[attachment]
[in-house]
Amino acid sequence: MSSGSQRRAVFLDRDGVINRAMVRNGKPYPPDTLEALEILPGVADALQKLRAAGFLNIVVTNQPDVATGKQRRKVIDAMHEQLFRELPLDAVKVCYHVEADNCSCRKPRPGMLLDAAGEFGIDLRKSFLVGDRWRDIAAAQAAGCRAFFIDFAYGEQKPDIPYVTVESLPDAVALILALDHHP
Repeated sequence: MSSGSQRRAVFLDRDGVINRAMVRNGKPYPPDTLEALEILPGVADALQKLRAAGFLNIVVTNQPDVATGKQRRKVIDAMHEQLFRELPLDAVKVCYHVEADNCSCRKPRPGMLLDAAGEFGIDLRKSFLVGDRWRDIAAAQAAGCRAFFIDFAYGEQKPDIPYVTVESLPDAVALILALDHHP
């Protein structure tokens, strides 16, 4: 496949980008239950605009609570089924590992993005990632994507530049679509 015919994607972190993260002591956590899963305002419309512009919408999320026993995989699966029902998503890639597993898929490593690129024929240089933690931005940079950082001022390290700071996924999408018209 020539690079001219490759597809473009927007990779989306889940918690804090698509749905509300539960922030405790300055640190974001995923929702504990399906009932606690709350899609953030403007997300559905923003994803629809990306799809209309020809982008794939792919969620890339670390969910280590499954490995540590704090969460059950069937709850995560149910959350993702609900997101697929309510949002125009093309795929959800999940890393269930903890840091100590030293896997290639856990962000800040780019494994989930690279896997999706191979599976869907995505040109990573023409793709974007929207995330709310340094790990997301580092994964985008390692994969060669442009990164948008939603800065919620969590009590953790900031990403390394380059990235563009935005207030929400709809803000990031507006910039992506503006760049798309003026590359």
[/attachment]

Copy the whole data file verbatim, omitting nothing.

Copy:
[in-house]
Amino acid sequence: MSSGSQRRAVFLDRDGVINRAMVRNGKPYPPDTLEALEILPGVADALQKLRAAGFLNIVVTNQPDVATGKQRRKVIDAMHEQLFRELPLDAVKVCYHVEADNCSCRKPRPGMLLDAAGEFGIDLRKSFLVGDRWRDIAAAQAAGCRAFFIDFAYGEQKPDIPYVTVESLPDAVALILALDHHP
Repeated sequence: MSSGSQRRAVFLDRDGVINRAMVRNGKPYPPDTLEALEILPGVADALQKLRAAGFLNIVVTNQPDVATGKQRRKVIDAMHEQLFRELPLDAVKVCYHVEADNCSCRKPRPGMLLDAAGEFGIDLRKSFLVGDRWRDIAAAQAAGCRAFFIDFAYGEQKPDIPYVTVESLPDAVALILALDHHP
């Protein structure tokens, strides 16, 4: 496949980008239950605009609570089924590992993005990632994507530049679509 015919994607972190993260002591956590899963305002419309512009919408999320026993995989699966029902998503890639597993898929490593690129024929240089933690931005940079950082001022390290700071996924999408018209 020539690079001219490759597809473009927007990779989306889940918690804090698509749905509300539960922030405790300055640190974001995923929702504990399906009932606690709350899609953030403007997300559905923003994803629809990306799809209309020809982008794939792919969620890339670390969910280590499954490995540590704090969460059950069937709850995560149910959350993702609900997101697929309510949002125009093309795929959800999940890393269930903890840091100590030293896997290639856990962000800040780019494994989930690279896997999706191979599976869907995505040109990573023409793709974007929207995330709310340094790990997301580092994964985008390692994969060669442009990164948008939603800065919620969590009590953790900031990403390394380059990235563009935005207030929400709809803000990031507006910039992506503006760049798309003026590359």